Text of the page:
By DR. K.L. DAFTARI.
I hope you will agree with me that I have a right of reply through your periodical to your editorial comments, on my article “ONE INTEGRATED SYSTEM OF MEDICINE”, If, so, please publish this letter in your periodical.
You say “the real synthesis in Medicine cannot be arrived at either in combination in mass or by successive practice in the treatment of individual patient or different patient” I have fulfilled this condition of yours for I have combined all medicinal agents only on conditions that for cure they shall be used Homoeopathically, and that they shall be used for palliation, antipathically or heteropathically only in exceptional circumstances. This is certainly not combination in mass or successive practice in the treatment of individual patient or different patients.
You again require that the synthesis must include even all contradictory principles and transcend them. The laws of bodily reactions really do the same. They explain both the beneficial effects of Homoeopathy and injurious effects of antipathy and show the necessity of homoeopathy for cure and necessity of mild antipathy when the acute disease is in its acme. Thus my integration has risen higher than the different methods of treatment.
If you want to rise till higher and derive the laws of bodily reaction from ( ), ( ) or ( ) you are welcome. but until you have been able to do this the laws of bodily reaction must be accepted as the highest synthesis. Dr. Hahnemann also has stated that the laws of bodily reaction explain the beneficial action of homoeopathy and the injurious effects of antipathy (see paras 67 of Organon).
You have condemned the Biochemic systems as too crude. But that is certainly wrong for individualisation is as much necessary in biochemistry as in you homoeopathy, and all the laws of homoeopathy are to be applied to Biochemistry. I do not regard Biochemistry as a system for filling up deficiency. But I regard it as strictly homoeopathic. Palliation by homoeopathic medicines in incurable cases is different thing from palliation in acute cases when the disease is in its acme and can be done only by mild antipathy or heteropathy.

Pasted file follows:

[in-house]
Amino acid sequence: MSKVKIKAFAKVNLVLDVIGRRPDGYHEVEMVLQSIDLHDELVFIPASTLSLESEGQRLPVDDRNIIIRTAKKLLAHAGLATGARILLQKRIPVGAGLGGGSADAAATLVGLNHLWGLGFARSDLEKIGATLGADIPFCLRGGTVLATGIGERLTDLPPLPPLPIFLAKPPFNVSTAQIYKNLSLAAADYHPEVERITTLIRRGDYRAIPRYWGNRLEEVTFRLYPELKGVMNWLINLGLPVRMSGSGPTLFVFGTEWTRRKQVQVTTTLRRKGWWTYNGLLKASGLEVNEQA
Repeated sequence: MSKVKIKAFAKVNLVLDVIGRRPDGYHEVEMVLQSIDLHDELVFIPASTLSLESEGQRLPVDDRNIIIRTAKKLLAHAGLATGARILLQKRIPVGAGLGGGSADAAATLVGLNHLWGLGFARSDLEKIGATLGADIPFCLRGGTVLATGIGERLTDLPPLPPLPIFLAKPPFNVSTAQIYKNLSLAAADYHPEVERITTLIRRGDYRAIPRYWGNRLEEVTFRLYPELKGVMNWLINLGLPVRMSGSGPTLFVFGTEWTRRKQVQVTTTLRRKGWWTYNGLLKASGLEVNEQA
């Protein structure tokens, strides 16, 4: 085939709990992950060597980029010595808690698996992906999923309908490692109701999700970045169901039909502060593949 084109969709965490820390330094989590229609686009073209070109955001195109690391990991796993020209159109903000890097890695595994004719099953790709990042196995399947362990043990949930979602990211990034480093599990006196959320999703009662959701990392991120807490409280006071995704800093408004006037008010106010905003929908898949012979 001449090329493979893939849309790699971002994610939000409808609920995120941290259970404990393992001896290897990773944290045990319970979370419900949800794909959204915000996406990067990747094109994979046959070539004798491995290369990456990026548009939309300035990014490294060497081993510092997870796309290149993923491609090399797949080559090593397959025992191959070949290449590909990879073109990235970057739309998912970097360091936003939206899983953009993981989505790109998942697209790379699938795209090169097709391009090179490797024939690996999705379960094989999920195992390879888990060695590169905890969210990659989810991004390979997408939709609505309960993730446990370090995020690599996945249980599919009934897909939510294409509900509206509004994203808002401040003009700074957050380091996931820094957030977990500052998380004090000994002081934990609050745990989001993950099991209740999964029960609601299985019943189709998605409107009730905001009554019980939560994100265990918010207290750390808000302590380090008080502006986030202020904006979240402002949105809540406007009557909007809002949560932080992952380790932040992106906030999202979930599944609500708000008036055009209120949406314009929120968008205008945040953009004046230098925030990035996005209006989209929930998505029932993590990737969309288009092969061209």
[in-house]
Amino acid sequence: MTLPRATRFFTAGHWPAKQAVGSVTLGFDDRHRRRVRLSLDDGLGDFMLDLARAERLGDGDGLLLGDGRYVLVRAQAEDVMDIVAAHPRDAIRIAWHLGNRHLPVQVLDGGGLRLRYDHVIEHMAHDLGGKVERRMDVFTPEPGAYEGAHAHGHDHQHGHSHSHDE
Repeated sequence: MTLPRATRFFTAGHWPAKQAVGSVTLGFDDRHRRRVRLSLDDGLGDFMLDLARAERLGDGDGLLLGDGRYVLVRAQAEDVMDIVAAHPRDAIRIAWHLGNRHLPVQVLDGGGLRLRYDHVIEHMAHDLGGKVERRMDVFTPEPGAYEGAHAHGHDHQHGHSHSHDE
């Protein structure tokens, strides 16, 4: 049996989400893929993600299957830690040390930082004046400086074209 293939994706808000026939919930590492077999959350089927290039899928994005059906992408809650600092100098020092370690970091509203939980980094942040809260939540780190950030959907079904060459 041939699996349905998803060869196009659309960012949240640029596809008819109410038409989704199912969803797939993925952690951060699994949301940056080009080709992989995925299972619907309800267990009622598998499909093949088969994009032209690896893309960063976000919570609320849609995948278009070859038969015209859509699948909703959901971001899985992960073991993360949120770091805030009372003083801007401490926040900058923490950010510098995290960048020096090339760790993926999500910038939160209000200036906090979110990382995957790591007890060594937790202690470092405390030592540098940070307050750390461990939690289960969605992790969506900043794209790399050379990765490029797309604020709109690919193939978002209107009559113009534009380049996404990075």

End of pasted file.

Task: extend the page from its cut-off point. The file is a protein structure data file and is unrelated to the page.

Antipathy and heteropathy are thus occasionally quite necessary to avoid the danger of immediate death and to secure time for the action of homoeopathic medicines. If this is true how can you differ from my statement that “all the agents employed in different systems of medicine must be employed homoeopathically, antipathically or heteropathically as occasion requires. This is the integration of several systems of medicines invogue”.
It appears that simplicity bewilders many of us. Can the medical science be so simple is the feeling of many of us and stands in the way of accepting my harmonizing of the Ayurveda, Unani, Homoeopathy, Biochemistry and Allopathy. You ought to think more deeply about this simplification and harmonization and I hope you will agree with me after such deep thinking.
By the by I do not understand why in the table of twelve drugs you have omitted the entries under Ayurvedic humours. Those entries would have shown the great similarity of the symptoms of Ayurvedic humours with the symptoms of the twelve drugs. In the end before closing I request you to think over the subject more deeply and with an earnest desire to come to some definite conclusion.
Dr. Daftaris arguments for the proposed integration of several systems of medicine do not convince us to fall into his way of thinking. His idea of synthesis and synthetic concepts seem to differ from that of ours. Schusslers system of Bio – chemic treatment seems, to our knowledge, to be based on materialistic conception of organism and as such, radically different from the homoeopathic conception of life and disease – though the preparational mode and symptomatology of the remedies used are according to Homoeopathy.
Simplification of ideas and practice by themselves should have no justification for acceptance in the field of highly complex biological phenomena. We have gone through Dr. daftaris book “Bodily Reactions and Examination of Systems of Therapeutics,” especially the chapters on Allopathy, Homoeopathy and Bio – chemistry. We fail to agree with Dr. Daftaris arguments in toto. This is not the place to go into details. Medicine consists of two portions e.g. a Science – portion and a Art – portion.
In our article on synthesis in Medicine emphasis was given on the Science – portion of Medicine. Dr. Daftaris ideas relate to a practical make – shift arrangement of the Art of Medicine. On consulting Dr. Daftaris manuscript of the previous article “One integrate system of Medicine” we find that there were no entries under the column “Ayurvedic humours”. With all respect to Dr. Daftari the editor feels that it will serve to useful purpose to carry on this controversy in futures issues of this journal.